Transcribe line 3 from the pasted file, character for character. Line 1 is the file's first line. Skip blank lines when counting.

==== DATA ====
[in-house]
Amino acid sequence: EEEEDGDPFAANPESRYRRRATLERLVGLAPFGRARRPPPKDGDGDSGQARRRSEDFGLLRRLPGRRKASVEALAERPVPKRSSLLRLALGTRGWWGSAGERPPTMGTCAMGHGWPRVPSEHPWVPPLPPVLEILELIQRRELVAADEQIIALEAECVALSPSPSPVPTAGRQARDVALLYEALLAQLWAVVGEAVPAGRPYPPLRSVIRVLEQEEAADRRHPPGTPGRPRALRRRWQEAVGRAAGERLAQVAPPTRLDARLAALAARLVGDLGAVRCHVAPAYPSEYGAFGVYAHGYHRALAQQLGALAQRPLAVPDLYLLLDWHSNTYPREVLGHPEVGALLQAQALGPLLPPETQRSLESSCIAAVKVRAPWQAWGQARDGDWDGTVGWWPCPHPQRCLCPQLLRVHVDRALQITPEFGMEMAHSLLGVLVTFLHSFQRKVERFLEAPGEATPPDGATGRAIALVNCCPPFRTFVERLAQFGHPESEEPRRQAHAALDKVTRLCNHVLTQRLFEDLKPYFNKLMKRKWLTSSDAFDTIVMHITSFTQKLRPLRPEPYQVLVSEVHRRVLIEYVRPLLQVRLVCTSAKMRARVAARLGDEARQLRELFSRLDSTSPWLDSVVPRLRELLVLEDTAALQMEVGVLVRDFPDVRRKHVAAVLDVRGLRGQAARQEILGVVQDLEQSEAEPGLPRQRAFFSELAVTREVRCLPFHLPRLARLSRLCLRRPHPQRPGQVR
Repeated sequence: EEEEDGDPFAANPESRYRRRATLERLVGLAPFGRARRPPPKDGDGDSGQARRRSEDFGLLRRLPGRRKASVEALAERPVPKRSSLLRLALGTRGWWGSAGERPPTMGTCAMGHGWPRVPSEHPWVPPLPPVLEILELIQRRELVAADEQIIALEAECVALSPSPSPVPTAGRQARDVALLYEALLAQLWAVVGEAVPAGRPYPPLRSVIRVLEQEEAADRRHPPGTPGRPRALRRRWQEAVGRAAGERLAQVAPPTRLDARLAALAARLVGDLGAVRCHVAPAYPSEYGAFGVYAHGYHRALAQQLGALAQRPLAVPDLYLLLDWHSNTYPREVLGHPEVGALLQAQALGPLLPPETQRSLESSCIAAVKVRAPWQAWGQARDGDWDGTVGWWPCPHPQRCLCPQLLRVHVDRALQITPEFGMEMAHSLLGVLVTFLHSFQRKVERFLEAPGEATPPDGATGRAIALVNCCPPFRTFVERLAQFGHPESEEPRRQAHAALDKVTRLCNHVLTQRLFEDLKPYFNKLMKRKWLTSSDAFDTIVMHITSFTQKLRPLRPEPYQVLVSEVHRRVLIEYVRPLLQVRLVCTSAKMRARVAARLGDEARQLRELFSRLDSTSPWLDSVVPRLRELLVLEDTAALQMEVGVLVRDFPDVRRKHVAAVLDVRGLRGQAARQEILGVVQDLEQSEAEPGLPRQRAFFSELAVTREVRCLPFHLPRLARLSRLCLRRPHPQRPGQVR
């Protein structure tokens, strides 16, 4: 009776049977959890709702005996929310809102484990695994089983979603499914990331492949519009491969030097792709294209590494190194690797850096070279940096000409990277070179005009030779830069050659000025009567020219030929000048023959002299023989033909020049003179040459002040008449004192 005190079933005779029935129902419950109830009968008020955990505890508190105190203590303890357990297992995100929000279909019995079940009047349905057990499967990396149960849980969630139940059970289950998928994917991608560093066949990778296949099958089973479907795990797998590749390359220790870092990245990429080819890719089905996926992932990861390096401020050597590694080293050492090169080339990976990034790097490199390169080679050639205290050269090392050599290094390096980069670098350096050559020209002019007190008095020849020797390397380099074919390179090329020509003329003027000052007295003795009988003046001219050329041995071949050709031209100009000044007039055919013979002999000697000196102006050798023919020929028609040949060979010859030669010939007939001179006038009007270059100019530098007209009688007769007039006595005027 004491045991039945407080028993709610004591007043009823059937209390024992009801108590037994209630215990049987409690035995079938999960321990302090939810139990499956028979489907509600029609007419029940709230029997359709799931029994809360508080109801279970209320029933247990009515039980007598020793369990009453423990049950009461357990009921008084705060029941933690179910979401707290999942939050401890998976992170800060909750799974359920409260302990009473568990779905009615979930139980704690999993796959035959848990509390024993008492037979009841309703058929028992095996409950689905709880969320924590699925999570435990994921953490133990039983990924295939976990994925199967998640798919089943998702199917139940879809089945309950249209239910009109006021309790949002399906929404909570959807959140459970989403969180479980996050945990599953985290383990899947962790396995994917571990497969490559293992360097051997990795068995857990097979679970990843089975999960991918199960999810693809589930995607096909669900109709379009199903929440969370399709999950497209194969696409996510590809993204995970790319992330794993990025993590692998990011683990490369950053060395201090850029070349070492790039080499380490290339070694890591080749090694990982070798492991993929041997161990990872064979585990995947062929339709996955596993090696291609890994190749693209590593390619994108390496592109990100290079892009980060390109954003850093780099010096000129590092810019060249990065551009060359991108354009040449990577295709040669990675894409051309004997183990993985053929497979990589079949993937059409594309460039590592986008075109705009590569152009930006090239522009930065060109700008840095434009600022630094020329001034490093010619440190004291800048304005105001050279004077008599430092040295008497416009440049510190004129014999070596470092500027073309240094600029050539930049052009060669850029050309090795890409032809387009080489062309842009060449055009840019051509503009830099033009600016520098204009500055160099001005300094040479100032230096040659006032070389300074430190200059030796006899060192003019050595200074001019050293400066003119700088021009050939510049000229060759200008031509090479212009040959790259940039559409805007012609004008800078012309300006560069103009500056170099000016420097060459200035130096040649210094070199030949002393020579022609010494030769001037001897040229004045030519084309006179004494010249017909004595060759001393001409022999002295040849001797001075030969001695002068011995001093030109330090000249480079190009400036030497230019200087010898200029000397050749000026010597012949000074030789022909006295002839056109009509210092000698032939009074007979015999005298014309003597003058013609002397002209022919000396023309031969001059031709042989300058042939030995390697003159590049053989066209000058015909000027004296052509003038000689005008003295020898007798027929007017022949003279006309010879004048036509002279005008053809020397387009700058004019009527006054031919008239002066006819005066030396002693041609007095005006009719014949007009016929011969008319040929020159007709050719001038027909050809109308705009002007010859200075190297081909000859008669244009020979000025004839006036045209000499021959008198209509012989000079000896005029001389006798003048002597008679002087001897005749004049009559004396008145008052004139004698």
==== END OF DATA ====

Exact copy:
Repeated sequence: EEEEDGDPFAANPESRYRRRATLERLVGLAPFGRARRPPPKDGDGDSGQARRRSEDFGLLRRLPGRRKASVEALAERPVPKRSSLLRLALGTRGWWGSAGERPPTMGTCAMGHGWPRVPSEHPWVPPLPPVLEILELIQRRELVAADEQIIALEAECVALSPSPSPVPTAGRQARDVALLYEALLAQLWAVVGEAVPAGRPYPPLRSVIRVLEQEEAADRRHPPGTPGRPRALRRRWQEAVGRAAGERLAQVAPPTRLDARLAALAARLVGDLGAVRCHVAPAYPSEYGAFGVYAHGYHRALAQQLGALAQRPLAVPDLYLLLDWHSNTYPREVLGHPEVGALLQAQALGPLLPPETQRSLESSCIAAVKVRAPWQAWGQARDGDWDGTVGWWPCPHPQRCLCPQLLRVHVDRALQITPEFGMEMAHSLLGVLVTFLHSFQRKVERFLEAPGEATPPDGATGRAIALVNCCPPFRTFVERLAQFGHPESEEPRRQAHAALDKVTRLCNHVLTQRLFEDLKPYFNKLMKRKWLTSSDAFDTIVMHITSFTQKLRPLRPEPYQVLVSEVHRRVLIEYVRPLLQVRLVCTSAKMRARVAARLGDEARQLRELFSRLDSTSPWLDSVVPRLRELLVLEDTAALQMEVGVLVRDFPDVRRKHVAAVLDVRGLRGQAARQEILGVVQDLEQSEAEPGLPRQRAFFSELAVTREVRCLPFHLPRLARLSRLCLRRPHPQRPGQVR